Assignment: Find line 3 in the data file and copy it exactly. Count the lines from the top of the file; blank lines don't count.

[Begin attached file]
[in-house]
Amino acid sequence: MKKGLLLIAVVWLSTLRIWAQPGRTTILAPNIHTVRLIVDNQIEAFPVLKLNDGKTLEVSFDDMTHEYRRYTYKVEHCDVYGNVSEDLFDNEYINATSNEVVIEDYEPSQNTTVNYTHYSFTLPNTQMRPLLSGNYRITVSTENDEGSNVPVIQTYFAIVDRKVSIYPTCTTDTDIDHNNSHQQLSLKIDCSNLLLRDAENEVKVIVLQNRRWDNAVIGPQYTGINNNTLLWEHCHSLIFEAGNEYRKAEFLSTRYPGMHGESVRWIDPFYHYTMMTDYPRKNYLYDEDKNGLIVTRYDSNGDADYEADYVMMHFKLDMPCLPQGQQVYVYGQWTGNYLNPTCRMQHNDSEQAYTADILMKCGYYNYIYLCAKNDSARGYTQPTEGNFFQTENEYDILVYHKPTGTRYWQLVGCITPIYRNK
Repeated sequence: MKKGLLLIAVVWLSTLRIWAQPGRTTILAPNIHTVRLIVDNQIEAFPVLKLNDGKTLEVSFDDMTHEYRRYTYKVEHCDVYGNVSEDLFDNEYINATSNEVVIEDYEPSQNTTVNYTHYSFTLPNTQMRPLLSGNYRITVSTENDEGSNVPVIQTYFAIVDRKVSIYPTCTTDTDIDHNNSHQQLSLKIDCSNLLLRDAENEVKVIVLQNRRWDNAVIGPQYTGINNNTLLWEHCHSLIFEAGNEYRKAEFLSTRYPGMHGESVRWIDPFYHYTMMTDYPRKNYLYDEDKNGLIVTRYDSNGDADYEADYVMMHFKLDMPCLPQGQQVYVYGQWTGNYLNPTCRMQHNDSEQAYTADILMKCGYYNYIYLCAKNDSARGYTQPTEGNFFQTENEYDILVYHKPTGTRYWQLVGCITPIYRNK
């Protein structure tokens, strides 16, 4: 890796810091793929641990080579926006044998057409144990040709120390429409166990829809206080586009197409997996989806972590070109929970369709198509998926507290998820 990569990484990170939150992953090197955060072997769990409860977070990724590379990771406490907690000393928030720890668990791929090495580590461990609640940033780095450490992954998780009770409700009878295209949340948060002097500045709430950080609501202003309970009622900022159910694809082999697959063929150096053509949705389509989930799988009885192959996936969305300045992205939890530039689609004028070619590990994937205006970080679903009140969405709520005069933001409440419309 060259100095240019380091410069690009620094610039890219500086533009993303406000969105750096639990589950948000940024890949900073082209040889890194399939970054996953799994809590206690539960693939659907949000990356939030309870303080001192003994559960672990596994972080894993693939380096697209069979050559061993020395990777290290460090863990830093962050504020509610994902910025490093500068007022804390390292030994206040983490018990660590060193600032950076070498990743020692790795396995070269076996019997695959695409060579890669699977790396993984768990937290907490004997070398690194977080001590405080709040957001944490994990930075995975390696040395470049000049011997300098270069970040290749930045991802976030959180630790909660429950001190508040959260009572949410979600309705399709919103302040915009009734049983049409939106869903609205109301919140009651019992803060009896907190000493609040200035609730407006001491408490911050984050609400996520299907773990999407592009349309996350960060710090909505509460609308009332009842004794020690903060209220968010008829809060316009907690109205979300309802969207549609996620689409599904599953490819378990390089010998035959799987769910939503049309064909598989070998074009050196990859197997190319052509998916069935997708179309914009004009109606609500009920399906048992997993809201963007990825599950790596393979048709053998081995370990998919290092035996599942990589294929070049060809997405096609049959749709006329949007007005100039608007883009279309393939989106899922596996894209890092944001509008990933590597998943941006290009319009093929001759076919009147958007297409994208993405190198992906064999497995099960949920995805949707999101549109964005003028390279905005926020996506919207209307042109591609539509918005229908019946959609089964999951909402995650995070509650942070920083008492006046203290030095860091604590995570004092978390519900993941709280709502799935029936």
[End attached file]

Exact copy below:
Repeated sequence: MKKGLLLIAVVWLSTLRIWAQPGRTTILAPNIHTVRLIVDNQIEAFPVLKLNDGKTLEVSFDDMTHEYRRYTYKVEHCDVYGNVSEDLFDNEYINATSNEVVIEDYEPSQNTTVNYTHYSFTLPNTQMRPLLSGNYRITVSTENDEGSNVPVIQTYFAIVDRKVSIYPTCTTDTDIDHNNSHQQLSLKIDCSNLLLRDAENEVKVIVLQNRRWDNAVIGPQYTGINNNTLLWEHCHSLIFEAGNEYRKAEFLSTRYPGMHGESVRWIDPFYHYTMMTDYPRKNYLYDEDKNGLIVTRYDSNGDADYEADYVMMHFKLDMPCLPQGQQVYVYGQWTGNYLNPTCRMQHNDSEQAYTADILMKCGYYNYIYLCAKNDSARGYTQPTEGNFFQTENEYDILVYHKPTGTRYWQLVGCITPIYRNK